University of Twente Student Theses

Login

European Identity 2.0? : An analysis of the European Parliament’s communication strategy via social media in the context of European identity building

Magaletta, Michelle (2015) European Identity 2.0? : An analysis of the European Parliament’s communication strategy via social media in the context of European identity building.

[img]
Preview
PDF
822kB
Abstract:The question of European identity is entangled with the question of the nature of the EU polity. The European Union (EU) has developed from an economic project based on the common purpose of peace, to a political project which has not found its identity yet (Schmitt-Egner, 2012, pp. 16–19) (Delanty, 2005, p. 127). Despite its extensive increase, the current academic discourse on European identity still lacks a distinct terminology (Vogt, 2007, pp. 348–350). In the sociological debate the ques-tion of the possibility and structure of a European public sphere is dominant. The realisation of transnational discourses among Europeans is supposed to lead to the formation of a shared European identity (Schmitt-Egner, 2012, pp. 55–60). Pursuant to the debate in political science, European polity as institutional structure, European demos as collective basis and European Citizenship as individual basis, depict the political form of a European public and enable the formation of a collective identity (Schmitt-Egner, 2012, pp. 60–62). In September 2013 the European Parliament (EP) has launched its infor-mation campaign for the 2014 elections. The general aim of the campaign has been the raise of awareness and the motivation of EU citizen to express their voice. The motto ‘Act.React.Impact’ emphasises that EU citizens can shape Europe’s future by making use of their right to vote (Press Service , Directorate for the Media, 2013). Moreover, the campaign has also made use of social media to increase citizen’s awareness of the upcoming European Parliament election. The hashtag #EP2014 has been prevalent and used to inform, communicate and motivate voters over so-cial media in an organised manner. Notably, the EP addresses the right to vote and hence the status of belonging to the EU as citizen, via the interactive and European-wide medium of social media. According to Walkenhorst, political institutions have the ability to influence collective identity. In the context of identity-building, the use of mass media is cru-cial. Walkenhorst remarks the issue that the EU has no common broadcasting ser-vices, which would enable the formation of a public sphere (Walkenhorst, 1999, pp. 43, 179-180). As shown above, social media is not affected by this issue. As a European-wide medium, without an intermediary, its potential for European identity 2 building could exceed the common mass media and might provide a solution for the lack of European collective identity.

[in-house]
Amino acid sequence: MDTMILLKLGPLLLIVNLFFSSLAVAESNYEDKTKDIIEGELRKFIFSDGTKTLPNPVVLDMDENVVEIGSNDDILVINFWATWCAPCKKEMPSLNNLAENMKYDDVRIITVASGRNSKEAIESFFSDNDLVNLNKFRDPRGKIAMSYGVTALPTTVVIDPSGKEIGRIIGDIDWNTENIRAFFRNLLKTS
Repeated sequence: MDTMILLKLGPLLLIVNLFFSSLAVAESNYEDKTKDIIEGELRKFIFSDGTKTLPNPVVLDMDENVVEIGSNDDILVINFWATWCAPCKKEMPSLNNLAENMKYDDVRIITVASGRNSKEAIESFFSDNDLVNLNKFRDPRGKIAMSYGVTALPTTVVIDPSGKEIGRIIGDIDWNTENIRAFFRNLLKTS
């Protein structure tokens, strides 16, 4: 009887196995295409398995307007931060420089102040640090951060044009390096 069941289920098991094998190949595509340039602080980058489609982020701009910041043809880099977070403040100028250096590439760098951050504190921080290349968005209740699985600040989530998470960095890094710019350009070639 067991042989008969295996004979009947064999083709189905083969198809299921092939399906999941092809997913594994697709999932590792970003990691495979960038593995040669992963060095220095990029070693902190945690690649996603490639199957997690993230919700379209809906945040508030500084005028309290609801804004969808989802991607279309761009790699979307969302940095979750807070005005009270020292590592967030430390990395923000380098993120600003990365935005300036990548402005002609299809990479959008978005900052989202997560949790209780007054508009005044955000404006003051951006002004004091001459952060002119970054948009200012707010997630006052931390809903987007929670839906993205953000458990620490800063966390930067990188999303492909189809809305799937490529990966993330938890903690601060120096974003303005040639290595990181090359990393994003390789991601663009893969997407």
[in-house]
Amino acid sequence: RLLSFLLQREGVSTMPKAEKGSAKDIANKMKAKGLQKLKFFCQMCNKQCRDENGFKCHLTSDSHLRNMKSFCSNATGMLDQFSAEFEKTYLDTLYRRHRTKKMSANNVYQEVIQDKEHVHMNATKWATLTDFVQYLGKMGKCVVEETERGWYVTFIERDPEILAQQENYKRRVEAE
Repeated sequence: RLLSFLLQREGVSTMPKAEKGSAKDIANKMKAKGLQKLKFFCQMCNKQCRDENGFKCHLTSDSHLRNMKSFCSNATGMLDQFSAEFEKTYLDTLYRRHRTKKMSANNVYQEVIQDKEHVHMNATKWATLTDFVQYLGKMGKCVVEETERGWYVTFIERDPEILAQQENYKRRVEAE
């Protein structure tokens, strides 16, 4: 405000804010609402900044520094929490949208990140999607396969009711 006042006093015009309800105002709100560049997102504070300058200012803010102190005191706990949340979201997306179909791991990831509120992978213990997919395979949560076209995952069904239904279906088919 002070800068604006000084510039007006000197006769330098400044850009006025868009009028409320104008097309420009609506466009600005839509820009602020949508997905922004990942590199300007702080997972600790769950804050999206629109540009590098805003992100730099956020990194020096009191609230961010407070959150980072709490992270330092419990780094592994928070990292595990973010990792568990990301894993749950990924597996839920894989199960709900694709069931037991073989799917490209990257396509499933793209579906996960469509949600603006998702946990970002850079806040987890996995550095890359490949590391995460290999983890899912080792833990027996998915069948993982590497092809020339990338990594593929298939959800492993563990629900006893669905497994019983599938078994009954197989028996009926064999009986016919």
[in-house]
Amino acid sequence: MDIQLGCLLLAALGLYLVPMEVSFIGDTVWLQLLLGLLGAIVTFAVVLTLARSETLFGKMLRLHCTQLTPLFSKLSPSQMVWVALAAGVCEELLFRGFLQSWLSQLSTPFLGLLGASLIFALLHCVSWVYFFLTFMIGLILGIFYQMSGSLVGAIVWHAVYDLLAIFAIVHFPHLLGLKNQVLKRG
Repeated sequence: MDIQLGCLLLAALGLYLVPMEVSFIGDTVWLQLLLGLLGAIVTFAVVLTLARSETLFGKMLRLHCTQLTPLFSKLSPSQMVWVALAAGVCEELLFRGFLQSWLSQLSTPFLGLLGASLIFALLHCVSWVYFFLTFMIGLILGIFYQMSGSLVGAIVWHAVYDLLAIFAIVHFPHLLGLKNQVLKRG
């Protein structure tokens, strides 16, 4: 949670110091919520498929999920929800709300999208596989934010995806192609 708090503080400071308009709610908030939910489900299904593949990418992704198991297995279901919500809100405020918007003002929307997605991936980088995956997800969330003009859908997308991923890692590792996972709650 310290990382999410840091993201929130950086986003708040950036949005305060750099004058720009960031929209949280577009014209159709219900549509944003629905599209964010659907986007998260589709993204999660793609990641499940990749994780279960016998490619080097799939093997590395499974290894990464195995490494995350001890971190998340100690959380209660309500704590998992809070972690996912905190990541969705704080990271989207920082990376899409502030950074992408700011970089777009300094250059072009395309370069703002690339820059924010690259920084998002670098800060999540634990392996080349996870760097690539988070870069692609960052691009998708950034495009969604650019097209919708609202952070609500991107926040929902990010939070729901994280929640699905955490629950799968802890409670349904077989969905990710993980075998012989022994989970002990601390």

Item Type:Essay (Bachelor)
Faculty:BMS: Behavioural, Management and Social Sciences
Subject:70 social sciences in general, 71 sociology, 88 social and public administration, 89 political science
Programme:Management Society and Technology BSc (56654)
Link to this item:http://purl.utwente.nl/essays/68185
Export this item as:BibTeX
EndNote
HTML Citation
Reference Manager

 

Repository Staff Only: item control page